Your colleague Jimmy Lakatos presents another project in collaboration with Murcof during the festival.
Indeed, Jimmy's project is a project where a chosen part of the sound composition will be synchronized with lasers in a subtle way; It will be an unpredictable and abstract structure, but intimately and sensitively linking sound and light.
What are some future projects for artificiel?
I am currently working on an installation of electromagnets that will hold an object that vibrates and produces sounds in magnetic suspension. If everything goes well it will be ready in the Fall. In this project there is no contact between the object and the magnet, it floats and it requires a lot of energy. It will be necessary to fight against the gravity with a powerful custom made electromagnet. The kind of equipment used for particle accelerators.
We also do integration projects in cultural contexts. I have an commission for an installation project at the Ottawa Museum of Technology. They reshaped their exhibitions, and part of it was on sound research in Canada in the 1960s. R. Murray Schafer, a professor at Simon Fraser in Vancouver, wrote a book called The Tuning of the World (The Soundscape) and was one of the first to speak about sound ecology, and undertook to document places and moments using field recordings in order to preserve their sound. In the museum there will be an electroacoustic installation based on these notions. It will be an interactive space that will create soundscapes according to the movement and dynamics of the people in the room. The idea is to work around the idea of field recordings, but the goal is not to be documentary; I intend to work on transitions between places recognizable as "landscapes", and impossible places (like to the inside an analog synth) and make it all interesting for the general public while remaining relevant on the artistic level.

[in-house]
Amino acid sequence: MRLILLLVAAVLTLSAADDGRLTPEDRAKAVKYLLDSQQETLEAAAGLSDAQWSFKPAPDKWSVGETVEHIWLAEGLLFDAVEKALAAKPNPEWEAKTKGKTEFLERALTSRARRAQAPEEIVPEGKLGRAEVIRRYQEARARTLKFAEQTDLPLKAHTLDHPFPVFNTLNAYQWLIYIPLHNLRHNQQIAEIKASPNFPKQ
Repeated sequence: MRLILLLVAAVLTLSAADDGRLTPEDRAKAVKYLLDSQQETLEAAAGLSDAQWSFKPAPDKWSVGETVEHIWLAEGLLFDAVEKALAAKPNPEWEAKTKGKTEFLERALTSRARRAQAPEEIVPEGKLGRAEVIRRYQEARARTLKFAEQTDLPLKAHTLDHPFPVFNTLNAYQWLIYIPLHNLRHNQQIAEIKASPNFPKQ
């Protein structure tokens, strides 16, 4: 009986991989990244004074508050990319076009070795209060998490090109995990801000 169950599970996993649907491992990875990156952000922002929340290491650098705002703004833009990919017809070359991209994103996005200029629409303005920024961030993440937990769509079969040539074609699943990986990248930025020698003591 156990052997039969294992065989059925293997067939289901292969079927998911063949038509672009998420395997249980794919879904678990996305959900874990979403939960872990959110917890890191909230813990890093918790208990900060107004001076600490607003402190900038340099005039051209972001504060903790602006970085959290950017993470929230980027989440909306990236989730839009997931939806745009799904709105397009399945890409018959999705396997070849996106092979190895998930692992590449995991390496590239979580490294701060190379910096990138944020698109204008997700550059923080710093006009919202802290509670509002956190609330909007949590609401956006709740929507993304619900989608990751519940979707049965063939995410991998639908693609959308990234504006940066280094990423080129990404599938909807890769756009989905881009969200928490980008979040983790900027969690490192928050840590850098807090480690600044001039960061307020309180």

Finally I have a project called Super Super with the choreographer Line Nault which will be presented at the Agora de la Danse next year. It is a performance for two dancers, organized in three pieces. Each piece features a reactive audiovisual element that interacts with the dancers through a 3D location system.
artificiel will present Three Pieces With Titles within the signature A/VISIONS program of the festival, for more information consult the website here.
Read Julien Roy and Alexandre Burton's biography.